Among the many aspects of the Coronavirus Aid, Relief and Economic Security Act (“CARES Act”) passed by Congress and signed into law, are those that cover tax-qualified retirement plans, including 401(k) plans and 403(b) plans. As described in greater detail in our prior Alert, with respect to plan participants who are impacted by the pandemic, the CARES Act increases the amount available to be taken as a loan and permits special repayable in-service distributions (“coronavirus-related distributions”) of up to $100,000, without early-withdrawal penalty taxes.
Should New Provisions Be Implemented?
- Like all in-service distributions, coronavirus-related distributions and higher loan amounts generally are unfavorable for long-term retirement saving.
- A coronavirus-related distribution is only available to a plan participant who has been affected by COVID-19 and might be eligible to take a “hardship withdrawal” if offered by the plan.
- Unlike a coronavirus-related distribution, a participant’s hardship withdrawal may be subject to a 10% penalty tax and will not be repayable.
Implementation of New Provisions
- The new CARE Act provisions can be implemented by plans immediately.
- For a plan to implement the new distribution and loan provisions, the plan sponsor will need to adopt appropriate plan amendments, however, the amendments to a plan can be adopted at a later time.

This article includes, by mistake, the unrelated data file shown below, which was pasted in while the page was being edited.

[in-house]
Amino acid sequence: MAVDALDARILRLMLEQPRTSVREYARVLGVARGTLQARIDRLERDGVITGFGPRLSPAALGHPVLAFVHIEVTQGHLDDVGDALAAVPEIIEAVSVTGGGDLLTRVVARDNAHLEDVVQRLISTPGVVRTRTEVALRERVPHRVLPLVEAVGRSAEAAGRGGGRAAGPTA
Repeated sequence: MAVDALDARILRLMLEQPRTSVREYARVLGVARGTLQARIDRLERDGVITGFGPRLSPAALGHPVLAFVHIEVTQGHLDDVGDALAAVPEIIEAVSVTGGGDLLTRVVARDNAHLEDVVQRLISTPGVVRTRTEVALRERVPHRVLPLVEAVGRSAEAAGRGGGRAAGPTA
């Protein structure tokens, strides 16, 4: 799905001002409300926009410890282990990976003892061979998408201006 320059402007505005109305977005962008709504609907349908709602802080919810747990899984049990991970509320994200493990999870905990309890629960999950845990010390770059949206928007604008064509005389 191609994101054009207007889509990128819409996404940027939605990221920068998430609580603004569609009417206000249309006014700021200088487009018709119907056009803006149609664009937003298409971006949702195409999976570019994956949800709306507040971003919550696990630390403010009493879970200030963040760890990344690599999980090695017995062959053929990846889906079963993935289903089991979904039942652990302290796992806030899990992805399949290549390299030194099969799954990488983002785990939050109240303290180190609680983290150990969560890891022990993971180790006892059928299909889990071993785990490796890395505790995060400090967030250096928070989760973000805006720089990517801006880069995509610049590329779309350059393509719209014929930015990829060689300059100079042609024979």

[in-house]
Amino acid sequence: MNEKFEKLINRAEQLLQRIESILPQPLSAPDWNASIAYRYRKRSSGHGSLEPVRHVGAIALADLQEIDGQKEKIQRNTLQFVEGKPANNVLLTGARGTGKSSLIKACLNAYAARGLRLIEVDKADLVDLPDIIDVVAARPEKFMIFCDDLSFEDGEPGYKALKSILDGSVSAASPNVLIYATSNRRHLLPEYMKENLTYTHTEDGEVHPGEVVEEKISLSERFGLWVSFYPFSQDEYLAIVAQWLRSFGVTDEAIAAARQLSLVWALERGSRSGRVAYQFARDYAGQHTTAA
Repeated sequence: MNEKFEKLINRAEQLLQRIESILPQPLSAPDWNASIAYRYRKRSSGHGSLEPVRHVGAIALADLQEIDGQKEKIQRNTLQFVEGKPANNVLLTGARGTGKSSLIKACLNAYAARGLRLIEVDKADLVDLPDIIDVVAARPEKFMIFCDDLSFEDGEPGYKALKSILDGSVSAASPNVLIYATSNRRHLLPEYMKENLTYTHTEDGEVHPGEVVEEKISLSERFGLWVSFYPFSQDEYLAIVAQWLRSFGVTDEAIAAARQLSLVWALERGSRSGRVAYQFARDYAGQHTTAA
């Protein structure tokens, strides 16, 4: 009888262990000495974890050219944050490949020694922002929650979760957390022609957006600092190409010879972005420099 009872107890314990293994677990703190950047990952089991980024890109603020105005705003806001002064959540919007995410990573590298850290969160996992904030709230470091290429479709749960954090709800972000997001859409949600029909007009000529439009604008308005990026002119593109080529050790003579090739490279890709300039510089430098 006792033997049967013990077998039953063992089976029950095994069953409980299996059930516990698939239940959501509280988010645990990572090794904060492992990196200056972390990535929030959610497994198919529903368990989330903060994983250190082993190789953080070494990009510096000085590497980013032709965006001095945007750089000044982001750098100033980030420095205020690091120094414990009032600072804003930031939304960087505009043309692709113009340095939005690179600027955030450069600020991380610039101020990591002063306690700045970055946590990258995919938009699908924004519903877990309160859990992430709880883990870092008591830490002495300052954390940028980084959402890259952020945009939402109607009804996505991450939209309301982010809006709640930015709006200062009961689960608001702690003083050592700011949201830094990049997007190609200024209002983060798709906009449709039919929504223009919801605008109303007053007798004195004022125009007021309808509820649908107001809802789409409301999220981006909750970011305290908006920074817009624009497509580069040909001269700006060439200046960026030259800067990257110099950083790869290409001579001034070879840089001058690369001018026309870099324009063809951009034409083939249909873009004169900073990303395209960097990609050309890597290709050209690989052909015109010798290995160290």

- Certain plan administrators, such as TIAA and Fidelity, that offer “pre-approved plans” (i.e., a form of plan document that has been determined by the Internal Revenue Service to meet tax requirements) are taking unilateral action to implement the CARES Act provisions automatically for all clients who have adopted their pre-approved plans.
- A plan sponsor that does not want its plan to adopt one or more of the provisions must affirmatively opt out of the automatic changes by taking action, in some cases, within a very short time period.
We are available to assist you with analyzing the impact of the new changes for your plan.
If you have any questions concerning this Alert, please contact your attorney at Schulte Roth & Zabel or one of the authors.
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